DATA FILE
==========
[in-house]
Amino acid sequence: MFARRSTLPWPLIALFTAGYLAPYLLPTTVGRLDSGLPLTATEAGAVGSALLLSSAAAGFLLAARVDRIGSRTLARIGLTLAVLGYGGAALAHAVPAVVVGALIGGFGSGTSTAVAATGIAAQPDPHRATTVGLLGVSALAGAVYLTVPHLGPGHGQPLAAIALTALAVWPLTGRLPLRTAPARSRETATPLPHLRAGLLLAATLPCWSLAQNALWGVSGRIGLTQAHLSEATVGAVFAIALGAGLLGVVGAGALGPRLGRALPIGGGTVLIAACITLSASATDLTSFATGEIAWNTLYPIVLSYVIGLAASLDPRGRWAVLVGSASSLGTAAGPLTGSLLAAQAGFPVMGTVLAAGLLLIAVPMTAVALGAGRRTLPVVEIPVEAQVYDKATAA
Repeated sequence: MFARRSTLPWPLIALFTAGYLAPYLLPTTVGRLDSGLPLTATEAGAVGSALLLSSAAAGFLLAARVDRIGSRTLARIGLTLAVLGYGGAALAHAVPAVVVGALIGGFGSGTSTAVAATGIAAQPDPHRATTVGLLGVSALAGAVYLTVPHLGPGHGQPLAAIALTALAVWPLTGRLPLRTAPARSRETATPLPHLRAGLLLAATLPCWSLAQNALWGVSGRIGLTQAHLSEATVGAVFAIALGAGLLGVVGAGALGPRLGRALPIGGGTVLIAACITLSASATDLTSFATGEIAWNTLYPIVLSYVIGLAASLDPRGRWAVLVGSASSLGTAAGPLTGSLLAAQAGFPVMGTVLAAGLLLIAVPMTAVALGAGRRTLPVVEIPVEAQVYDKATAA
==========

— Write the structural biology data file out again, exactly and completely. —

[in-house]
Amino acid sequence: MFARRSTLPWPLIALFTAGYLAPYLLPTTVGRLDSGLPLTATEAGAVGSALLLSSAAAGFLLAARVDRIGSRTLARIGLTLAVLGYGGAALAHAVPAVVVGALIGGFGSGTSTAVAATGIAAQPDPHRATTVGLLGVSALAGAVYLTVPHLGPGHGQPLAAIALTALAVWPLTGRLPLRTAPARSRETATPLPHLRAGLLLAATLPCWSLAQNALWGVSGRIGLTQAHLSEATVGAVFAIALGAGLLGVVGAGALGPRLGRALPIGGGTVLIAACITLSASATDLTSFATGEIAWNTLYPIVLSYVIGLAASLDPRGRWAVLVGSASSLGTAAGPLTGSLLAAQAGFPVMGTVLAAGLLLIAVPMTAVALGAGRRTLPVVEIPVEAQVYDKATAA
Repeated sequence: MFARRSTLPWPLIALFTAGYLAPYLLPTTVGRLDSGLPLTATEAGAVGSALLLSSAAAGFLLAARVDRIGSRTLARIGLTLAVLGYGGAALAHAVPAVVVGALIGGFGSGTSTAVAATGIAAQPDPHRATTVGLLGVSALAGAVYLTVPHLGPGHGQPLAAIALTALAVWPLTGRLPLRTAPARSRETATPLPHLRAGLLLAATLPCWSLAQNALWGVSGRIGLTQAHLSEATVGAVFAIALGAGLLGVVGAGALGPRLGRALPIGGGTVLIAACITLSASATDLTSFATGEIAWNTLYPIVLSYVIGLAASLDPRGRWAVLVGSASSLGTAAGPLTGSLLAAQAGFPVMGTVLAAGLLLIAVPMTAVALGAGRRTLPVVEIPVEAQVYDKATAA